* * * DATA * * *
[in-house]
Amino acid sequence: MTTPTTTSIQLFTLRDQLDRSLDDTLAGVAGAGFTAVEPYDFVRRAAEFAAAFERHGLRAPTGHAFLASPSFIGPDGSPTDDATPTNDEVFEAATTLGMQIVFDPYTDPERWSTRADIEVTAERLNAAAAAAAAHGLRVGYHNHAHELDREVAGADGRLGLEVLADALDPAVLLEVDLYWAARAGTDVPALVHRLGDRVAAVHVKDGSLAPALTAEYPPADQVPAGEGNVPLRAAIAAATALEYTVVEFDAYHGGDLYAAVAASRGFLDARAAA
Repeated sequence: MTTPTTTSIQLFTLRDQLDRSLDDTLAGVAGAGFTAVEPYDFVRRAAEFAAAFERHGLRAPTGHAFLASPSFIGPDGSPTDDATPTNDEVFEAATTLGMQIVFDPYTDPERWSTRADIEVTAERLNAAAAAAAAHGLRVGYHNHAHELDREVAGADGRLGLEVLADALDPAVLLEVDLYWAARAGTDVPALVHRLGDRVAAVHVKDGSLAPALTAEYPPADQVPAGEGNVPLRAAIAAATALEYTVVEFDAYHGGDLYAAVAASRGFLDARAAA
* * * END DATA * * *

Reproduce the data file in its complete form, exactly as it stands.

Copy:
[in-house]
Amino acid sequence: MTTPTTTSIQLFTLRDQLDRSLDDTLAGVAGAGFTAVEPYDFVRRAAEFAAAFERHGLRAPTGHAFLASPSFIGPDGSPTDDATPTNDEVFEAATTLGMQIVFDPYTDPERWSTRADIEVTAERLNAAAAAAAAHGLRVGYHNHAHELDREVAGADGRLGLEVLADALDPAVLLEVDLYWAARAGTDVPALVHRLGDRVAAVHVKDGSLAPALTAEYPPADQVPAGEGNVPLRAAIAAATALEYTVVEFDAYHGGDLYAAVAASRGFLDARAAA
Repeated sequence: MTTPTTTSIQLFTLRDQLDRSLDDTLAGVAGAGFTAVEPYDFVRRAAEFAAAFERHGLRAPTGHAFLASPSFIGPDGSPTDDATPTNDEVFEAATTLGMQIVFDPYTDPERWSTRADIEVTAERLNAAAAAAAAHGLRVGYHNHAHELDREVAGADGRLGLEVLADALDPAVLLEVDLYWAARAGTDVPALVHRLGDRVAAVHVKDGSLAPALTAEYPPADQVPAGEGNVPLRAAIAAATALEYTVVEFDAYHGGDLYAAVAASRGFLDARAAA